Lahore (Ali Zain) – Pakistan’s civil and military leadership decided to take the charge against all types of terrorism following a brutal attack of militants on Army Public School Peshawar on December 16, 2014 where over 140 innocent student were killed. A national action plan was devised by a special committee comprising of leaders from all political parties which was formally approved by the government and a new constitutional amendment was also introduced to establish military courts in country aimed to hear terrorism related cases only. The action plan suggested the government to introduce a new law to check the cyber activities of terrorist organizations.
Article continues after the advertisement
This section said “Social media and the Internet will not be allowed to be used by terrorists to spread propaganda and hate speech, though exact process for that will be finalized”.
Following the instructions Federal Minister for Information Technology Dr Anusha Rehman presented a bill titled “The Prevention of Electronic Crimes Act, 2015” in the National Assembly of Pakistan during January 2014. The bill was forwarded to a 20 member standing committee headed by Captain (Retired) Muhammad Safdar to review it and table in the Parliament afterwards for final approval. The committee on Thursday formally approved the bill in a meeting attended by 14 members of the committee and all of them from the ruling party PML-N.
The bill (to be adopted as a new act) suggests substantial imprisonment sentences and heavy fines over different violation using the internet and a large number of vague terms have been added in the text which will obviously cause ambiguity while implementing it. Moreover most of these vague terms can be (at times) used to violate one’s fundamental rights.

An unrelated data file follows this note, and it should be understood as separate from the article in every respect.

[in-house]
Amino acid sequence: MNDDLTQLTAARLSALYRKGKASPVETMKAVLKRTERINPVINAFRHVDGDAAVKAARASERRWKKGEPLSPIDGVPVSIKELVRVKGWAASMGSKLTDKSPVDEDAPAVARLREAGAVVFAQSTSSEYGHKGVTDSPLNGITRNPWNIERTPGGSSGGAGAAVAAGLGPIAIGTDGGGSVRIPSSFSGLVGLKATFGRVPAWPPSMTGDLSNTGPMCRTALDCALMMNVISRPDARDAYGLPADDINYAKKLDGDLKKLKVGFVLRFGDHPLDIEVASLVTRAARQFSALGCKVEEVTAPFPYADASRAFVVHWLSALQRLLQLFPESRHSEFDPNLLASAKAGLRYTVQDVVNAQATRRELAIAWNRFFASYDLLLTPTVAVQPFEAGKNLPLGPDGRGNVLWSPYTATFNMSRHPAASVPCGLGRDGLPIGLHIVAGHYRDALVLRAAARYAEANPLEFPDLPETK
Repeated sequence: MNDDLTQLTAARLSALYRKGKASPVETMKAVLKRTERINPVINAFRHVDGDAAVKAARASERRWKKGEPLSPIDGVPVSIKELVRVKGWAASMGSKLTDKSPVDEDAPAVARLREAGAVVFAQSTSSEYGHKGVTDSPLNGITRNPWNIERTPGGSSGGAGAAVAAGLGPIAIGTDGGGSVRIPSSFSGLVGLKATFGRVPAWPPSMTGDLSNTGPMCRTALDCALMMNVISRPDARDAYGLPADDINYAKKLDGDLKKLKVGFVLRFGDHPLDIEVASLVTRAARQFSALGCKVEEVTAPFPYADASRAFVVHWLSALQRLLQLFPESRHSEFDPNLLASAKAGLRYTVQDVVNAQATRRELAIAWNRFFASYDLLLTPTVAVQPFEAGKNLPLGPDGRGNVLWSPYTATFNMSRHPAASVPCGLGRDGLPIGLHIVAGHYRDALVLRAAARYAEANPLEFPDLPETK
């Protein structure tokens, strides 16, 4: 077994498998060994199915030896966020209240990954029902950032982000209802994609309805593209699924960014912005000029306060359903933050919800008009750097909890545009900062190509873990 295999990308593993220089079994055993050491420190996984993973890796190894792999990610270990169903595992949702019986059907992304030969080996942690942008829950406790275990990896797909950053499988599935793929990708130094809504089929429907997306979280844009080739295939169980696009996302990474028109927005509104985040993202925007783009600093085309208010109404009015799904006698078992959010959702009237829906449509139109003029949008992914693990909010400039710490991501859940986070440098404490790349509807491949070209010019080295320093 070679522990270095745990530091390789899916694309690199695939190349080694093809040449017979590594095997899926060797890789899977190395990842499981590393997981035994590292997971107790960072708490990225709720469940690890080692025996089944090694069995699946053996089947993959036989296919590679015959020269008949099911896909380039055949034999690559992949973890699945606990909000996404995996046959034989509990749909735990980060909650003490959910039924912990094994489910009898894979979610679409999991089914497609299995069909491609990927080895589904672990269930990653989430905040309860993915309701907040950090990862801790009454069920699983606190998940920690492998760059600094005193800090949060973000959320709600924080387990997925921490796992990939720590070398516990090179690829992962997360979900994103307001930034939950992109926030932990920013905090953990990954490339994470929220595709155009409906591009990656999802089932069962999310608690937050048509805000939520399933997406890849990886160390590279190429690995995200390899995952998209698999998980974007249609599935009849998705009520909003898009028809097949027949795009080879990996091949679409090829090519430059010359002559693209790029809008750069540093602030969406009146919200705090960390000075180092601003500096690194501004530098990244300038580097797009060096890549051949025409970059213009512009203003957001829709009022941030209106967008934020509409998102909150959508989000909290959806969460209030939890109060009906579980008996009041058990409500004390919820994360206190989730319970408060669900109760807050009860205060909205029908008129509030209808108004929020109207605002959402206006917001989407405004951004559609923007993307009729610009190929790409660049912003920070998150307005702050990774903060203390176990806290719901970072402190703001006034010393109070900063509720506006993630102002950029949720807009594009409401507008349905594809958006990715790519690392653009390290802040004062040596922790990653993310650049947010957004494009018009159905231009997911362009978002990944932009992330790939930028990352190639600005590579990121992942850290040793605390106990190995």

When several sections of the bill allows every security personnel to block/remove any of the content that ‘he believes’ is immoral, anti-state, against any friend country of Pakistan or politically unacceptable (it directly challenges one’s right to express his opinion protected under article 19 of constitution without even defining these terms). And violating these sections can cause up to 14 years of imprisonment and millions of rupees as fine. Additionally the law enforcement agencies can arrest you without any warrant (constitution demands the security agency to formally lodge a legal suit before arresting anyone) and officers can confiscate anything ‘they think is worth confiscation’ (constitution allows every citizen to protect his property by law). Above all these violations will be regarded as “Cyber Terrorism” according to the draft text.
However the proposed bill has many other sections that provide online security and discourage spamming whereas it announces to severely punish those who will attempt to hack any government run website or online system. Still these sections need a little more elaboration as the law suggests no legal procedure to the citizens to get benefited from it instead everything has been left for law enforcement agencies (which can at time result in abuse of power).
This development haspushed the IT community of Pakistan to protest against it and social media activists also expressed their anger over the bill under the hash tag #WeRejectCyberBill as it appears to be more targeted towards snubbing the freedom of expression and several other liberties granted the constitution of Pakistan.
Government, before it attempts to get the proposed bill approved by the parliament, should get the bill reviewed by few IT professionals and clearly define the terms used in different sections so that it doesn’t become another “black law”. The law should be more focused on ‘regulation’ of online content to discourage spreading hate speech instead of ‘censorship’ as Pakistan has already blocked the world’s most popular video website and failed to restore it afterwards because the Pakistan Telecommunication Authority is probably unable to block the specific content that had resulted in the blockade of whole website content.
The detailed text of the sections of “The Prevention of Electronic Crimes Act, 2015” discussed above: